LOS ANGELES -- During a three-day fact-finding trip, California Gov. Gavin Newsom heard the people of El Salvador give many reasons why migrants flee to the United States.
Gangs extort small businesses and kill those who dare to cross boundary lines in some El Salvador neighborhoods. Police and military have been accused of brutalizing their communities. Women have been imprisoned for having miscarriages, and the Central American country's LGBTQ citizens face discrimination. Nearly one-third of Salvadorans live in poverty.
"People, many people, die, and for us, when you're young, it is very sad to see that life is not respected," said David Escobar Fuentes, a 26-year-old Salvadoran who said he unsuccessfully fled to the U.S. last year after gangs extorted his family's farming business. "It is sad to see a little kid, just a few months old, that has been shot in the neck. There is no justice in the country."
The problems in El Salvador are vast, complex and deeply ingrained in the country's societal fabric, too difficult for a visiting governor to solve.
But as President Donald Trump seeks to cancel U.S. aid to El Salvador and wall off the southern border with Mexico, Newsom hopes to help stimulate jobs and the economy there, a commitment he made after discussions with the country's officials and business leaders. The governor described the effort as replacing Trump's border wall with a wall of economic opportunity around El Salvador -- one that gives people fewer reasons to leave.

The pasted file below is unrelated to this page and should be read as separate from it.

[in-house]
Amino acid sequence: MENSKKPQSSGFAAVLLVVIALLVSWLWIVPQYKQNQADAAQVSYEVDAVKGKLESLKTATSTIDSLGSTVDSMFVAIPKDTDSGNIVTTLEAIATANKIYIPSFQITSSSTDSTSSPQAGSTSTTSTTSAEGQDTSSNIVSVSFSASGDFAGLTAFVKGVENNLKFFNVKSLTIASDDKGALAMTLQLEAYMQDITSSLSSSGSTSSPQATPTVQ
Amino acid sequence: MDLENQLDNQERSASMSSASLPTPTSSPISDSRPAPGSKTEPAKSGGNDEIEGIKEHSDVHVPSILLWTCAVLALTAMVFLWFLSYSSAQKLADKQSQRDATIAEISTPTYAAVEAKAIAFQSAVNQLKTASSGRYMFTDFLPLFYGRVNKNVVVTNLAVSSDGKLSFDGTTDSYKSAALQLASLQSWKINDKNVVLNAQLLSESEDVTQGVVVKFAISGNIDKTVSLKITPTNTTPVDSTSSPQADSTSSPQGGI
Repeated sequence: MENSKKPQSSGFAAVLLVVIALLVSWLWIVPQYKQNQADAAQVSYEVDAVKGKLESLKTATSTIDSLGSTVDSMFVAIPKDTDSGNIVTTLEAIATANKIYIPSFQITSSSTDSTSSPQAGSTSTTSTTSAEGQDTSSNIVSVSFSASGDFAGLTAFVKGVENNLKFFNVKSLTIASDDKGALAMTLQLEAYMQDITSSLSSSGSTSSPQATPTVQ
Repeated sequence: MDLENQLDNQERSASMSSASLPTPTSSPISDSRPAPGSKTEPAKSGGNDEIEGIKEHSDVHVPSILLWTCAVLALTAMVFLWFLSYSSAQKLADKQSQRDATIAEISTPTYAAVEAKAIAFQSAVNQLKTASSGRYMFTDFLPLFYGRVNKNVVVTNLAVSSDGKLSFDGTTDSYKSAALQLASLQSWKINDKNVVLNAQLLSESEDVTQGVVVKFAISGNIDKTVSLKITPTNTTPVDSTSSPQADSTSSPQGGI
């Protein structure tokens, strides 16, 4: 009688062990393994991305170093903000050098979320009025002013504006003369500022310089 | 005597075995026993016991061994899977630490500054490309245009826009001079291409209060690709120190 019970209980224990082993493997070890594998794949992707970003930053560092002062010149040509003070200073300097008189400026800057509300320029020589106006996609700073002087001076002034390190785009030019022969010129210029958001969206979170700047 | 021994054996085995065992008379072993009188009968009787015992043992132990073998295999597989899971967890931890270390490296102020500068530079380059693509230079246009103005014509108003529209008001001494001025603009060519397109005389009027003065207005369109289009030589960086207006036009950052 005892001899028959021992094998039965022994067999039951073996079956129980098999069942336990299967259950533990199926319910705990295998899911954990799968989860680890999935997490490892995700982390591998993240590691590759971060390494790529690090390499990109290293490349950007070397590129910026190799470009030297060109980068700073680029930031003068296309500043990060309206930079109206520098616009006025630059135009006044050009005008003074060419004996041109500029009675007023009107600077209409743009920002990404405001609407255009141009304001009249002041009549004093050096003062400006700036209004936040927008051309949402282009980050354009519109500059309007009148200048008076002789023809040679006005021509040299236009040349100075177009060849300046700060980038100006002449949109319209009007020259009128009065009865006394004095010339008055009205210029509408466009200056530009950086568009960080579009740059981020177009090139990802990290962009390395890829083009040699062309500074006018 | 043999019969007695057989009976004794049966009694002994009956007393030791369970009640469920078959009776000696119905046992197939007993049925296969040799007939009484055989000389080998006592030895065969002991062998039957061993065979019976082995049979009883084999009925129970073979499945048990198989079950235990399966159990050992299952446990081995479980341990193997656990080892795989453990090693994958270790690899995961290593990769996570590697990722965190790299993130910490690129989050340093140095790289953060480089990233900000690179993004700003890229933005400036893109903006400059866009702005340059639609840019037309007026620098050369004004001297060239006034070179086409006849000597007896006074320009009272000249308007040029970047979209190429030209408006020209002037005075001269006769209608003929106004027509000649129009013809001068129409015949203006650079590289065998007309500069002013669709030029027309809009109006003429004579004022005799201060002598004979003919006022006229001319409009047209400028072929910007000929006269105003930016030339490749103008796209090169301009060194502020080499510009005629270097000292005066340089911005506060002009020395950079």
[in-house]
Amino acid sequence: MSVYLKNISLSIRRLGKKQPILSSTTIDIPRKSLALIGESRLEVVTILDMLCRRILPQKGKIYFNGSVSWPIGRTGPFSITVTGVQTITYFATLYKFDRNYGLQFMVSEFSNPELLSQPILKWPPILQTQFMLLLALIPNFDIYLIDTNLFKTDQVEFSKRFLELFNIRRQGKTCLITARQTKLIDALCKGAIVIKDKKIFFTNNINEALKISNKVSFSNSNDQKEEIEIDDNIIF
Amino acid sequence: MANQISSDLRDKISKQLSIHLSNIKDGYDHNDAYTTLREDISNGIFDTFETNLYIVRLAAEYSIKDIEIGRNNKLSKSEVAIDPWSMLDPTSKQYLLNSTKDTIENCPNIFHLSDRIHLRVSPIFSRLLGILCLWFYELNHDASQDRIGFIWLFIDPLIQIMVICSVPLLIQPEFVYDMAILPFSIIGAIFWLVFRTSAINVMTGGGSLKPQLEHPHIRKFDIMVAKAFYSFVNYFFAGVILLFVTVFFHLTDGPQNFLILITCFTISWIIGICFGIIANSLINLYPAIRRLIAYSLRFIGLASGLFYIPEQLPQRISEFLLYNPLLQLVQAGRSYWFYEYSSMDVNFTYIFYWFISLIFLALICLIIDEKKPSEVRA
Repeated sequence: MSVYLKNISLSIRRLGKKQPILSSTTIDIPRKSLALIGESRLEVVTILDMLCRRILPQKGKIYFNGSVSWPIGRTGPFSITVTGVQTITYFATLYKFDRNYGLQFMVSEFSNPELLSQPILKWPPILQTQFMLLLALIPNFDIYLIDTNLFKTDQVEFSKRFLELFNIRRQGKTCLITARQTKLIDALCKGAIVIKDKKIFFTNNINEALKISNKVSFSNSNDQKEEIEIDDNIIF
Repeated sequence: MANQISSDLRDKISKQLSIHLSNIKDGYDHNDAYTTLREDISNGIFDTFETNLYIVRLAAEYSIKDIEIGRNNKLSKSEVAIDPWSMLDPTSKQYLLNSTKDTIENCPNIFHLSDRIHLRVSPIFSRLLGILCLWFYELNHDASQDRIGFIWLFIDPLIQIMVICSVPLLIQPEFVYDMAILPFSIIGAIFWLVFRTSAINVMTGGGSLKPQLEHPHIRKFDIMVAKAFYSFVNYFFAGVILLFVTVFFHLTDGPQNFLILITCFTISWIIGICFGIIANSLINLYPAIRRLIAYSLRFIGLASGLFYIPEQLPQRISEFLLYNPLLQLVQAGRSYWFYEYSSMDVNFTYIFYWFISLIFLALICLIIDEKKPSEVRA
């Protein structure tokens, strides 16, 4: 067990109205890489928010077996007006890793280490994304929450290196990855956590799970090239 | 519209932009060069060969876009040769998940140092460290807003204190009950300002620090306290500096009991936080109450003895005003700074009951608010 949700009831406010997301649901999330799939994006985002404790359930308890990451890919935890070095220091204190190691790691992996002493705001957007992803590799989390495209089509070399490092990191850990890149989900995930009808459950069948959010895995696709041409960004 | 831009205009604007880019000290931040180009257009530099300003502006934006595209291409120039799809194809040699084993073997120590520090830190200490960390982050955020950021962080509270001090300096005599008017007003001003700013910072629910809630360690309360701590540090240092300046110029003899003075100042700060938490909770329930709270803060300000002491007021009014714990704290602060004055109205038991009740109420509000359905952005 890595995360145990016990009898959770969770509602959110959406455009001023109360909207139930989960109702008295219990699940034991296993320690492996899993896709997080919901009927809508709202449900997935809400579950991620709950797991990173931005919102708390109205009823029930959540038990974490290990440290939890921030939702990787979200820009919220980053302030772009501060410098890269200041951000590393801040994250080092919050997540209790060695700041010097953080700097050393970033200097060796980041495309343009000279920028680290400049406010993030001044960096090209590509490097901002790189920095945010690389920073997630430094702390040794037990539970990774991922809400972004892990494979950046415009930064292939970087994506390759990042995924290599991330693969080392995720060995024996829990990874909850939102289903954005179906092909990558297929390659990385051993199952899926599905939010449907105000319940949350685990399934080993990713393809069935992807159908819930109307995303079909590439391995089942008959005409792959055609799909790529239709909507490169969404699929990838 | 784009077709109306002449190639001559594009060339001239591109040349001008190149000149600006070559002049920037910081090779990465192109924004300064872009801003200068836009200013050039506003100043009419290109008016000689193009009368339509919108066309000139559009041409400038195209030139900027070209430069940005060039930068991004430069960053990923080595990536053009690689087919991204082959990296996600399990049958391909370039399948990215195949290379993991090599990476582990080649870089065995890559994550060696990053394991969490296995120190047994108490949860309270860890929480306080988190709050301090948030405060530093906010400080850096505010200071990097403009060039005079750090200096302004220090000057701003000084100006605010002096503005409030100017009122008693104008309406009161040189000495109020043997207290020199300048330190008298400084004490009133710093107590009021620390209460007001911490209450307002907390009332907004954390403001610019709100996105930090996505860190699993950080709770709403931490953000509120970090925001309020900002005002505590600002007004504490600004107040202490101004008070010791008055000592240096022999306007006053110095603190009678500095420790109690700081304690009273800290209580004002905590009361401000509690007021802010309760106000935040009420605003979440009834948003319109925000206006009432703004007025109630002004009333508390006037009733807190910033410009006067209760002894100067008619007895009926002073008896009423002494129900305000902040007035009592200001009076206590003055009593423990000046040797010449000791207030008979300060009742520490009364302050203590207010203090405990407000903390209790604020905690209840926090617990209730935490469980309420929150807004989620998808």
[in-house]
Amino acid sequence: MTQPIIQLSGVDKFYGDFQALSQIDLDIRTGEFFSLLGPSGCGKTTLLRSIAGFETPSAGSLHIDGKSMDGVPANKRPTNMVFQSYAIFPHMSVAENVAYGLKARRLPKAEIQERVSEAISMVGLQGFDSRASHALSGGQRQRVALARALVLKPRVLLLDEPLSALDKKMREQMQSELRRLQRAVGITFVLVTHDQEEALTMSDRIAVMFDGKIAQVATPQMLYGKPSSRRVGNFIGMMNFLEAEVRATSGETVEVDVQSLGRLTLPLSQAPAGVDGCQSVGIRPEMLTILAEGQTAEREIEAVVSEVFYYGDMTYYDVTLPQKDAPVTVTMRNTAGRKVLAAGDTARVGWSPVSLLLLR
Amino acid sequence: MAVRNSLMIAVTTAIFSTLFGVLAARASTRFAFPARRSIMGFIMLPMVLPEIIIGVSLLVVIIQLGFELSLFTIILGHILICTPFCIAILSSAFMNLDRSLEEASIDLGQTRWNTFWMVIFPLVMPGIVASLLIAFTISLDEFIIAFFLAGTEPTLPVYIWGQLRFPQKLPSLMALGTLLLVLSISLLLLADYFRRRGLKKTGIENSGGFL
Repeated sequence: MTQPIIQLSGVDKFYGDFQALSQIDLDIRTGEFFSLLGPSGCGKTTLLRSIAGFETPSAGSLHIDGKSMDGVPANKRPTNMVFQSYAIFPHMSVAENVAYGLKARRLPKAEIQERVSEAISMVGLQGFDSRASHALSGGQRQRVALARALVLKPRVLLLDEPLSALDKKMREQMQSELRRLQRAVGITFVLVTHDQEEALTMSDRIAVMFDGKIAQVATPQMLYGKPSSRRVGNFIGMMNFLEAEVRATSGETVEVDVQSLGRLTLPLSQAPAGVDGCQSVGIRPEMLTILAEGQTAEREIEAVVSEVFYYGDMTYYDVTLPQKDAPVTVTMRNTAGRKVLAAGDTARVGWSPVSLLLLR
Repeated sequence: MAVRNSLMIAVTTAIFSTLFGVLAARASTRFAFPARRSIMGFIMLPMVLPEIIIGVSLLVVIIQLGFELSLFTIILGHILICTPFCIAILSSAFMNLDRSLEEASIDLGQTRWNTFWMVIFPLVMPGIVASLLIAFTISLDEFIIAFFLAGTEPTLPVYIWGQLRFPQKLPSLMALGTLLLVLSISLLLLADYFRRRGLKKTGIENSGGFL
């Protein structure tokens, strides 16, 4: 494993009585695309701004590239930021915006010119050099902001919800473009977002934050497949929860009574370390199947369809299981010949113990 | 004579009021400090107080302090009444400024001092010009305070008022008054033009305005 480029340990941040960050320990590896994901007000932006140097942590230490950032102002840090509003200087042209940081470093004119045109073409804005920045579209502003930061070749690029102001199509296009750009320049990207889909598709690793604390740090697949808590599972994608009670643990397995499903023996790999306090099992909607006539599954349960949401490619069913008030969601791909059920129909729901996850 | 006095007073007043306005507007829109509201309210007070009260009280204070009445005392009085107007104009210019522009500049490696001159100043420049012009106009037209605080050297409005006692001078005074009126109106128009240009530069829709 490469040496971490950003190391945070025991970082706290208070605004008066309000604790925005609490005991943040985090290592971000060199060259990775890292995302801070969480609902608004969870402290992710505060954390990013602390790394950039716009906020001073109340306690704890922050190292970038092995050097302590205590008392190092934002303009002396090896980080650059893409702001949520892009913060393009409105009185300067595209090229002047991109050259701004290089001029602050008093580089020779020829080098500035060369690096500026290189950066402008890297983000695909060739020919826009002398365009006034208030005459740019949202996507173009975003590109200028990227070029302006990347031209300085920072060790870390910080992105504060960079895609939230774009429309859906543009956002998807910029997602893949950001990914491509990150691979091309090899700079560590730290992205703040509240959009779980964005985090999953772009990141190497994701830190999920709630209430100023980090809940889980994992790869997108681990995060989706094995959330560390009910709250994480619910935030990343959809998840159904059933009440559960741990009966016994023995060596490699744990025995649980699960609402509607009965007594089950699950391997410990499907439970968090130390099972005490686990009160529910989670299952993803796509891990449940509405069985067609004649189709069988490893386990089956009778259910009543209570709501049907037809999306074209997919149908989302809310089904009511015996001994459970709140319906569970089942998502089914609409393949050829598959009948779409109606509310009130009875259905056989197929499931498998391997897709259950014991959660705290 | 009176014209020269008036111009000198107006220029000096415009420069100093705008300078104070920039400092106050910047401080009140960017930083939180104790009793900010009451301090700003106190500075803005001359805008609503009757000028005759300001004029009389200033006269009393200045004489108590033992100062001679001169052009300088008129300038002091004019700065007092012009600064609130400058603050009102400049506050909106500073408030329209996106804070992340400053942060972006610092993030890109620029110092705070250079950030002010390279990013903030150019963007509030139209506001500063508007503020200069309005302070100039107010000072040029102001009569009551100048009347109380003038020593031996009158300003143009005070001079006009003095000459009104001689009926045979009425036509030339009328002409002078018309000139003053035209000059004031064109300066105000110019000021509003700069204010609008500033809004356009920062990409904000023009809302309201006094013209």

"Helping stabilize El Salvador directly helps California by mitigating the border challenges, by mitigating migration, by tempering the rhetoric with the Trump administration," Newsom said. "It's about finding a different angle in the debate."
The governor said in an interview that he invited El Salvador to send a delegation to California to meet with the state's business leaders and discuss investment opportunities.
He met with Salvadoran entrepreneurs who extolled the country's prime surfing beaches in an hourlong discussion. El Salvador President-elect Nayib Bukele plans to launch a "Surf City" program that would encourage tourism to his country.
"We have the best surfing beaches in the world, and they have the other ones," said Bukele, who plans to visit Newsom in California. "So we want to work together."
Newsom said Visit California, a nonprofit operated and funded by the tourism industry to promote travel to the state, has committed to sharing marketing practices and assisting El Salvador to brand itself as a travel destination.